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Boehringer Ingelheim biomass plant cuts drug maker’s carbon footprint

Biopharma Boehringer Ingelheim took a big step toward achieving the company’s goal of carbon neutrality by 2030 with the July 8 inauguration of a biomass plant at the company’s headquarters in Ingelheim, Germany.

The new biomass plant produces 95% of the energy requirements for the site in Ingelheim, where the firm does research and production. Using locally sourced waste wood, the facility cuts emissions by 70%, saving 50,000 tons of CO2 per year, the company said.

It is part of a trend of biotech companies seeking to reduce their carbon footprints for production. With overall health care responsible for about 5% of global carbon emissions, pharmaceutical companies are doing what they can to move toward carbon neutrality.

The new biomass plant is part of the firm’s investment of EUR 205 million in sustainable infrastructure projects at the site, according to Boehringer Ingelheim, which is a member of the Biotechnology Innovation Organization (BIO).

“Part of our sustainability goals is to protect natural resources so that our earth remains a place worth living in for people and animals,” said Michael Schmelmer, Boehringer Ingelheim Board Vice Chair, at the inauguration. “With an environmentally friendly and more independent energy supply, we are ensuring stable production in order to be able to deliver medications for patients worldwide.”

The history of the Ingelheim site

Ingelheim has served as the headquarters of Boehringer Ingelheim since 1885, when the company was founded. Since its development, Boehringer Ingelheim has grown to become one of the leading, research-driven biopharmaceutical companies in the world, employing more than 9,500 employees at the Ingelheim site today (and more than 53,500 employees serving over 130 markets internationally).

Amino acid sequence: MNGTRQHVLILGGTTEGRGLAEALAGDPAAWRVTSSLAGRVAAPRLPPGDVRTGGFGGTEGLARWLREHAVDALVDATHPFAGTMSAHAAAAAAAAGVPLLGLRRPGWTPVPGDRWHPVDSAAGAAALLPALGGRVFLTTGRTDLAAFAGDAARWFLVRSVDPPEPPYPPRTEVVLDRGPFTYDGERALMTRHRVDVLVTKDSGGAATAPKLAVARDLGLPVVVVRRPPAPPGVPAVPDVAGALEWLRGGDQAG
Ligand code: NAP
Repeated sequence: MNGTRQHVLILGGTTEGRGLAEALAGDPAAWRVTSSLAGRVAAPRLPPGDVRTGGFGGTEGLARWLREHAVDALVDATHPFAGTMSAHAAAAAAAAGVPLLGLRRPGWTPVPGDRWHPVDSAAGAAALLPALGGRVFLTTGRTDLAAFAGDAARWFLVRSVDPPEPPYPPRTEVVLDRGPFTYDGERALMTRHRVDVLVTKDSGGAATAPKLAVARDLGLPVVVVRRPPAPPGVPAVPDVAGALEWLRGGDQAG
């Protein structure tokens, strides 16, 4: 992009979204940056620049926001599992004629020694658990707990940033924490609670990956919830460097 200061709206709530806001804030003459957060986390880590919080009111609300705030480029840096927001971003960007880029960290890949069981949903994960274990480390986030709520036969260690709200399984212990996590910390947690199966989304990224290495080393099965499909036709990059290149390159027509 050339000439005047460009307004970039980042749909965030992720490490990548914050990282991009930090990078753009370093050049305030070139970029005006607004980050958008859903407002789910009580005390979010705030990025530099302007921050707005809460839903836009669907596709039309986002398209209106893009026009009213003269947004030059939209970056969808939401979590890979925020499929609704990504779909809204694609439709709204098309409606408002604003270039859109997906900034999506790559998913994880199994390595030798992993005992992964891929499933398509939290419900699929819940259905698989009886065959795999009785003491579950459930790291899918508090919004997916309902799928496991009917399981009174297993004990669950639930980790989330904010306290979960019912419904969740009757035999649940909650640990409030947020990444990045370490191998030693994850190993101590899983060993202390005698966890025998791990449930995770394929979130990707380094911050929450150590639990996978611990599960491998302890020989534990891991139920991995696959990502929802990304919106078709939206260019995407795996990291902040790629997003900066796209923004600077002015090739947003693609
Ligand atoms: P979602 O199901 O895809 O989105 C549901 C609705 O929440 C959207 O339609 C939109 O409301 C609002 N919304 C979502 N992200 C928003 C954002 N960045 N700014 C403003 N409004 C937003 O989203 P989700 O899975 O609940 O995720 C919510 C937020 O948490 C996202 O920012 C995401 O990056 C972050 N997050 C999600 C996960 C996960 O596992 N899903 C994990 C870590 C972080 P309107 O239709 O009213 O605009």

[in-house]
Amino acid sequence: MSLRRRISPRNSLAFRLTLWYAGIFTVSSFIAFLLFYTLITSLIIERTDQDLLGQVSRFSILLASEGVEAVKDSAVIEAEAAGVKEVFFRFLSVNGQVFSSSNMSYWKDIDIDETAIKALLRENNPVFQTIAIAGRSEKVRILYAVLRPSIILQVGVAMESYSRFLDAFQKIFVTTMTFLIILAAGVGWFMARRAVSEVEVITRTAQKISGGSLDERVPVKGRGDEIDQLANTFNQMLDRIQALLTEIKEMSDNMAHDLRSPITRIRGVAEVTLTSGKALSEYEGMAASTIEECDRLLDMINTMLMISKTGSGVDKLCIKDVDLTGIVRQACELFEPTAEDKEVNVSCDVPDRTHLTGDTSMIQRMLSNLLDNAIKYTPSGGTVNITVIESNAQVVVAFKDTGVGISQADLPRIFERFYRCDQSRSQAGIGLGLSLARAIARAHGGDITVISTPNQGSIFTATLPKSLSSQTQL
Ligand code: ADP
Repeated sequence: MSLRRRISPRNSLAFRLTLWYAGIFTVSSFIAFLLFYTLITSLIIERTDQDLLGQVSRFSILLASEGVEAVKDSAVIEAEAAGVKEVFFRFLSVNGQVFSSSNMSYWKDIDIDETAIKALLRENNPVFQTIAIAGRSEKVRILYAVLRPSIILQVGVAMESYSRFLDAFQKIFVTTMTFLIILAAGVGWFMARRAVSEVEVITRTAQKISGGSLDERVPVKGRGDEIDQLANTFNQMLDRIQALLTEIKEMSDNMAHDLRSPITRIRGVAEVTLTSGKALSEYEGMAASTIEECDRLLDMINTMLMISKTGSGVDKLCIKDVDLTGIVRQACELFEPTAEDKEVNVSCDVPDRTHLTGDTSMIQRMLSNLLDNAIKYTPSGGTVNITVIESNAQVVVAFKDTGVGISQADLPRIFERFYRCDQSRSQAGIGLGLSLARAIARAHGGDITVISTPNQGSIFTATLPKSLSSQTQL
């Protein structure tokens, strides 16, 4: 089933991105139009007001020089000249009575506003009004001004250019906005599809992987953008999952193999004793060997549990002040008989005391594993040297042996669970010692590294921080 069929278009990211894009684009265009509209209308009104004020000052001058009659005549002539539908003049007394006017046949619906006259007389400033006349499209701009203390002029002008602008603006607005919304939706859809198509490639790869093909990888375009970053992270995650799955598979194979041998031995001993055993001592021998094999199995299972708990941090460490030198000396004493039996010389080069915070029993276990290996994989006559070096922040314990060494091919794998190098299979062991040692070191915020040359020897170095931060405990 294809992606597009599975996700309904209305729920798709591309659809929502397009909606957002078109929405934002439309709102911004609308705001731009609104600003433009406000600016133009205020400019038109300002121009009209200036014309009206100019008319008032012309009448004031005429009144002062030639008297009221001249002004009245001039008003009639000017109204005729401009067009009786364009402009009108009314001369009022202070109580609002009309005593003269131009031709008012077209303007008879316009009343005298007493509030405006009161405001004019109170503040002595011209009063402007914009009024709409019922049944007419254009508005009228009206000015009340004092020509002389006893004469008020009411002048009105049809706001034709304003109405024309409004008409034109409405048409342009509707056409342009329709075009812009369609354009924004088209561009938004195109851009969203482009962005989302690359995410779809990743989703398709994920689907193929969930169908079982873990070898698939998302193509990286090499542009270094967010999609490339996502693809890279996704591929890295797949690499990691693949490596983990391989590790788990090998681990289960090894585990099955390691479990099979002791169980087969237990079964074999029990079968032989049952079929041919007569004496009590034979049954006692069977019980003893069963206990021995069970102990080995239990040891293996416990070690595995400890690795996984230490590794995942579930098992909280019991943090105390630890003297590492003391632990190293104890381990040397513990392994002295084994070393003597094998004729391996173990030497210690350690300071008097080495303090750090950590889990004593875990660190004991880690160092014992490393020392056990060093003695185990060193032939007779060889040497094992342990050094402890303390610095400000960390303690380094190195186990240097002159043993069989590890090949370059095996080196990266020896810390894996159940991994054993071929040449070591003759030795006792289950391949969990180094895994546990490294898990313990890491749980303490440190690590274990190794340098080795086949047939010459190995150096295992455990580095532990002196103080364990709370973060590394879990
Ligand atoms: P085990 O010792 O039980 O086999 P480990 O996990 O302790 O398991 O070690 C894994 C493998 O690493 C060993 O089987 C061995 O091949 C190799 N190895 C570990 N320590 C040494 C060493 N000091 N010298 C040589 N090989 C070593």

Now, with the incorporation of their biomass power plant, the company is staying ahead of the curve in a move to bring the site to carbon neutrality.

“Biomass is an important source of renewable energy and is considered almost CO2 neutral,” according to Boehringer Ingelheim.

With the increasing instability of fossil fuel usage in the R&D and manufacturing sectors, Boehringer Ingelheim’s use of readily available, renewable resources will help with its long-term goals of stability and innovation. The new biomass plant is just one step in the company’s multi-pronged approach. 

Boehringer Ingelheim has also constructed more energy-efficient buildings at Ingelheim, so far, having been able to save around 25% percent of its energy needs per square meter of floor space. “In Ingelheim, the company has also been operating its own solar park since 2023,” writes the company. 

The establishment of the 2024 Ingelheim biomass plant is a continuation of the company’s carbon neutral goas as “several other Boehringer Ingelheim sites are already certified as carbon neutral, for example in Dortmund (Germany), Gainesville (USA), Zhangjian (China) or Sant Cugat (Spain).”

Photo: Ingelheim, Germany plant (Wikimedia)